One of the great loves of my life came into being the fall that I moved to Nome, Alaska to work at a non-profit radio station. Although I was the youngest member of our community, and he was the oldest, the connection I formed with Matthew was one of the coolest friendships I’ve had the privilege of co-creating over the course of my life. To this day, Matthew and I remain close, although it is difficult to find the time to connect as often as I would like.
Living in Alaska is a cool experience, there is much to explore in terms of the great outdoors, but the state also gives one the opportunity to do a lot of inner exploring. The frigid temperatures, endless summer nights, sunless winter days, sporadic blizzards, and rural/isolated nature of the town I lived in were enough to test the strength of any sane human being. Living there for two years was hard. I think it was especially difficult living in an intentional community while in such an environmentally unforgiving location. At times, community would help get me through the tough days. At other times, it felt like the climate outside, forcing everyone to stay indoors with one another, was pressing on the house like a pressure cooker, aggravating the contents inside. This is the part where Matthew saved the day. Now, three years after moving out of rural Alaska, I still remember the quality human being that Matthew is, not to mention how vital he was in shaping how enjoyable my life was while in Alaska.
I don’t want to get carried away talking about how great the man is. To be honest, he’s a huge jerk. He’s conceited, rude, curses like a sailor, and has countless other qualities that will assure he doesn’t get into heaven. For the most part though, he’s a great guy. I remember thinking, upon meeting him initially, how lucky I was to have been selected to be in a program with him. He was well traveled, had work experience, and also seemed to have a good grasp on life. I knew right away that there was a lot that I would be able to learn from being around him.
And so, over the course of our two years together, I did manage to learn a thing or two from him. Matthew was never afraid of getting to know someone new. There could be a person stopping in town for just a day or two and he would take the time to get to know them, to explore who they were. I think he did this out of curiosity for the world, for getting to know someone new, but I also think he did it just because he’s was a genuinely nice person; he cares about people. I don’t think enough people just care for random strangers anymore these days…but Matthew does. On that note, he also seems to be capable of having a conversation with just about anyone. Not to mention, he’s also genuinely interested in getting to know most people that he happens upon, and he’s not quick to judge them. He gives them a chance. I approach people differently now, with a more open mind.
For me, having Matthew around was a Godsend on many occasions. Over the course of our second winter together, the man and I played over 120 games of chess together. There, sitting across the board from one another many evenings of the week, we passed the time on the unpleasantly cold nights, and would talk about everything ranging from life in community and work to where we hoped to go next in our lives. Our second winter together came after we had already endured 1 ½ Alaska winters, not to mention countless hours at work, 4 other roommates, numerous hikes and adventures, and getting well acquainted with the community around us. For so much of my first two years out of college, Matthew was a cornerstone. Since, I suppose, this was an impressionable time for me, I’m so very thankful that Matthew was a part of it. He blew every stereotype I ever had for straight men in my head out of the water early on, and continued to shock me throughout our time together with how genuinely kind he is. I think, at times, the difficulties of Alaska may have gotten to the two of us, but at the end of the day, I can’t think of someone as indisputably kind as Matthew. The man is love through and through.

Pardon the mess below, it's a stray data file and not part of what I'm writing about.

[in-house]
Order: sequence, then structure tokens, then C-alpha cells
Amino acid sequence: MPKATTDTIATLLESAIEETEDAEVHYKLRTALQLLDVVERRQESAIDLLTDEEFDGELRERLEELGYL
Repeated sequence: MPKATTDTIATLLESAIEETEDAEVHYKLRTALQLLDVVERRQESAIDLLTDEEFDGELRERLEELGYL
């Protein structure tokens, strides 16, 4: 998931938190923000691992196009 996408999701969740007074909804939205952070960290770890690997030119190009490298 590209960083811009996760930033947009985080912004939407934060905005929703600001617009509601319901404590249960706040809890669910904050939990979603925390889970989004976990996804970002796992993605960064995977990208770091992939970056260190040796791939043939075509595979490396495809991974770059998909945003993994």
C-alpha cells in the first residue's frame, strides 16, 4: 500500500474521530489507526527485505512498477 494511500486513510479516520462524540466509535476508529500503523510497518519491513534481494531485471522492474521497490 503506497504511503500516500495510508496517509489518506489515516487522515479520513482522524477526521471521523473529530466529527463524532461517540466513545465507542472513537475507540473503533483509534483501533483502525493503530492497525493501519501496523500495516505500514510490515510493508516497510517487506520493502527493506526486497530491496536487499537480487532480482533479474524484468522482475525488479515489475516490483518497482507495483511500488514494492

Something else I love about him? He’s not afraid to show affection. This is complete rubbish, but I used to test Matthew to see just how comfortable he was with showing affection. One time, without complaint, he even walked around town holding hands with me. I can’t say I can think of another straight man that would do that with me. In the two years we were together, I’m pretty sure he hugged me more times than anyone else has ever hugged me in my life. He doesn’t give “straight-man-double-pat-no-hip-contact” hugs either; they’re the real deal.
Now, with Matthew still a resident of Alaska and me living in South America, I’m pretty sure we’re a good six or seven thousand miles apart from one another, but that’s not what matters. The distance on the map between us may seem grand, but it hails in comparison to the difference having Matthew around in my 21st and 22nd years of life had on me. Although I hope this isn’t the case, because I’d like to meet many more interesting people throughout the course of my time on this earth, I think if I were to never make another friend quite as grand as Matthew, that would be alright. I’m well aware that having crossed paths with him, created a friendship, and learned from his loving nature, I’ve already scored the friendship lottery. The people who are fortunate enough to cross paths with him are so lucky just for getting the chance to know him. I’m so glad I got that chance. So rare these days it is to find someone completely unafraid of loving.
Knowing Matthew has completely changed the way I look at men I come into contact with. He’s redefined my definition of what it means to be a friend. Due to the number of stereotypes he has erased, I now live my life with a new perspective. I look to strangers, to prospective acquaintances and friends, and see a little more hope.
I’m wearing your shoes, Shoes.